NIAS Memorial Lecture: “India Abroad: Material Evidence for Premodern Indian Ocean Trade in Malaysia and Thailand” by Dr. Frederick Asher, 5.30 PM

Friday, November 15, 2019

National Institute of Advanced Studies

Indian Institute of Science Campus, Bengaluru-560 012


Dr. Shailesh Nayak, Director and the Faculty at NIAS

Invite you to the






“India Abroad: Material Evidence for Premodern Indian Ocean Trade

in Malaysia and Thailand”


to be delivered by


Dr. Frederick Asher

Professor emeritus of art history, University of Minnesota


Chairperson: Dr. Shailesh Nayak, Director, NIAS 


Date:             Friday, November 15, 2019

Time:            5.30 pm (Coffee/Tea: 5.00 pm) 

Venue:          JRD Tata AuditoriumNIAS, IISc Campus, Bengaluru 560 012


Abstract: The talk examines the adoption of Indian religions – Vaishnavism, Śaivism, Buddhism – in Southeast Asia and the local production of images, remarkable in the absence of an earlier tradition of figural sculpture in Southeast Asia.  With only a handful of sculptures that are likely of Indian origin found in all of Southeast Asia, primarily in the Kedah region of Malaysia and southern Thailand, was that enough to serve as models for local production?  What other sources are possible models? It asks about the role of Indian merchants settled in Southeast Asia and the language – Tamil – they brought but a calendrical system used for both Sanskrit and vernacular inscriptions that is never used in Tamil Nadu.


About the Speaker: Frederick Asher is a specialist in South Asian art with special interests in India’s visual culture in the larger context of the Indian Ocean. His most recent book, on the Buddhist monastery Nalanda, once the most important Buddhist monastery anywhere, was published in 2015.  His book on Sarnath, the site where the Buddha preached his first sermon, is in production with Getty Publications.  Asher has completed a term as Editor-in-Chief of, the electronic journal of the College Art Association, and a term as South Asia editor for Archives of Asian Art.  He held various offices in the American Institute of Indian Studies, including Treasurer, President and Board Chair.  He has also served as President of the National Committee for the History of Art and a member of the Bureau (Executive Committee) of CIHA (Comité International d'Histoire de l'Art).  He received the Morse Alumni Distinguished Teaching Award from the University of Minnesota and in 2015, was granted the Distinguished Contributions to Asian Studies Award from the Association for Asian Studies.  His current research examines the visual culture of Indian Ocean trade, extending from the South China Sea to East Africa.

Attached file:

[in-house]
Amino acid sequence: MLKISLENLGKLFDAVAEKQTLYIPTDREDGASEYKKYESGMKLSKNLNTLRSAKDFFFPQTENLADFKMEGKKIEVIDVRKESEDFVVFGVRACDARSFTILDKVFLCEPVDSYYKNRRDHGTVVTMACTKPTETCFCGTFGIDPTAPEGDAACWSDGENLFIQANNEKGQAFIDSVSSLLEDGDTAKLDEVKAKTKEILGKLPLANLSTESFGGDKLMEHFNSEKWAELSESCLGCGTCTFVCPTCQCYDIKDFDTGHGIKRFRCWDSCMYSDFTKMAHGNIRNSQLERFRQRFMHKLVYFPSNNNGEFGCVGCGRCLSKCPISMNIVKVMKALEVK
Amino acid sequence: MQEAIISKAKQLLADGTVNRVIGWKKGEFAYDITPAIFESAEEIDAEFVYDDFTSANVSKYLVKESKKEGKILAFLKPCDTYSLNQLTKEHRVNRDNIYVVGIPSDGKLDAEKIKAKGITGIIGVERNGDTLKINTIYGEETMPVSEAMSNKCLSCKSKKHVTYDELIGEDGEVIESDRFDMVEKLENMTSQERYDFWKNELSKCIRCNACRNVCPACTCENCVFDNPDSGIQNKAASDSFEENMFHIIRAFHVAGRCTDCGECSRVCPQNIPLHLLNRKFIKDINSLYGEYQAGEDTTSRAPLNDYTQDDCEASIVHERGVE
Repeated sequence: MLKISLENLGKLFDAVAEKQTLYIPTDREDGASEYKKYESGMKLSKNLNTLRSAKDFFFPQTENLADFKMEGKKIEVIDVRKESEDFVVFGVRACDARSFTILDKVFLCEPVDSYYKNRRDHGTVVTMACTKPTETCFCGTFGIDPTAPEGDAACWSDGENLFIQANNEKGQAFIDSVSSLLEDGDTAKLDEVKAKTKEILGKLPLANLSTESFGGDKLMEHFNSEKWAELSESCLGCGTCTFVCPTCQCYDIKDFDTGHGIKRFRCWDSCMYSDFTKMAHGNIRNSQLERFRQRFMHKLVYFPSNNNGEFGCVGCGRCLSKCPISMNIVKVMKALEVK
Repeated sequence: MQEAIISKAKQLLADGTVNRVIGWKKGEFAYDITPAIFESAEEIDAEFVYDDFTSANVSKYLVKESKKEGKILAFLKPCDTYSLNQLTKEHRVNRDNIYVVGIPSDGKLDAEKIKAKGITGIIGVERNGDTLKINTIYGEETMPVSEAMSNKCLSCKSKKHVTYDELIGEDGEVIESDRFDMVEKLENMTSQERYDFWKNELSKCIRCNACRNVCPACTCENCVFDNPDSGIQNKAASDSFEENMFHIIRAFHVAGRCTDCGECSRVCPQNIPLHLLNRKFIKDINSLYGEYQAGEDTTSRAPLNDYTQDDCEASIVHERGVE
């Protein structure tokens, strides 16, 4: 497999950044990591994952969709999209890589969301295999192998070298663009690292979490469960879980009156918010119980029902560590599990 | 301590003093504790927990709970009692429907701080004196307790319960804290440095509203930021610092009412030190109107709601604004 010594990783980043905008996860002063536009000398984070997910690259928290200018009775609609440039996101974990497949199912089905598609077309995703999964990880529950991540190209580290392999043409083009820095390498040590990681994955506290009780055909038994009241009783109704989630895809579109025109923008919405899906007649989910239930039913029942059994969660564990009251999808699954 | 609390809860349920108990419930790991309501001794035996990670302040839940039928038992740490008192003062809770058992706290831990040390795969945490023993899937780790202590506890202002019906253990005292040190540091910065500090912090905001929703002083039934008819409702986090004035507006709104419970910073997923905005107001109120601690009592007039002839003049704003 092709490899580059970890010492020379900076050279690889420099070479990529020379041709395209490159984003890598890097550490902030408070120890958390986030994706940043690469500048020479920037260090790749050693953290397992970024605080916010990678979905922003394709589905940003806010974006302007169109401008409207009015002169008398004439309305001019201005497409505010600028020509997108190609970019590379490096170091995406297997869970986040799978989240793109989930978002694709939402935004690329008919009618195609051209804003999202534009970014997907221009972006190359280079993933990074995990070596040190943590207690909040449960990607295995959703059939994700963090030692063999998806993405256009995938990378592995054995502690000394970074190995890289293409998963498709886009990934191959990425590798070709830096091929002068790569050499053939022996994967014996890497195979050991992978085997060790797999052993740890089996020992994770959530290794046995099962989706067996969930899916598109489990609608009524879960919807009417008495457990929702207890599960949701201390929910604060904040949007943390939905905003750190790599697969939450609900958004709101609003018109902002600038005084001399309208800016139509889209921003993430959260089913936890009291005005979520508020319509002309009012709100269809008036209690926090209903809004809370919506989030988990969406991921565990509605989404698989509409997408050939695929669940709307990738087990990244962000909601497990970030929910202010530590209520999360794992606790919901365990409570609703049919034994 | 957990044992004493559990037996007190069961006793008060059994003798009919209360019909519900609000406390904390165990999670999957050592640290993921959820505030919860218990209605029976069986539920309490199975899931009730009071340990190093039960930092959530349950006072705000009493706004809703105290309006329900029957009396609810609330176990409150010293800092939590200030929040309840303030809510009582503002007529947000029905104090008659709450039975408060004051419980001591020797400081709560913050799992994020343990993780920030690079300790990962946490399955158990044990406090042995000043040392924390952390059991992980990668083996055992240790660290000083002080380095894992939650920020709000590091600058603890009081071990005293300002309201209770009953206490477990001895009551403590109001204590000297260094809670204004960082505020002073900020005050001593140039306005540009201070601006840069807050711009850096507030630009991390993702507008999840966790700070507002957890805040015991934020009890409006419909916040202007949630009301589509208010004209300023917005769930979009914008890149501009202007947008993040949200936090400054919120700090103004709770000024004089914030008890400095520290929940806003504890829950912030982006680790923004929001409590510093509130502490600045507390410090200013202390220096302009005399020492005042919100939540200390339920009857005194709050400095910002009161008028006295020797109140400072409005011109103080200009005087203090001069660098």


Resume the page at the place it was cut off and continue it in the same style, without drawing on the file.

Organised by: 
JRD Tata Auditorium, NIAS, IISc Campus, Bengaluru 560012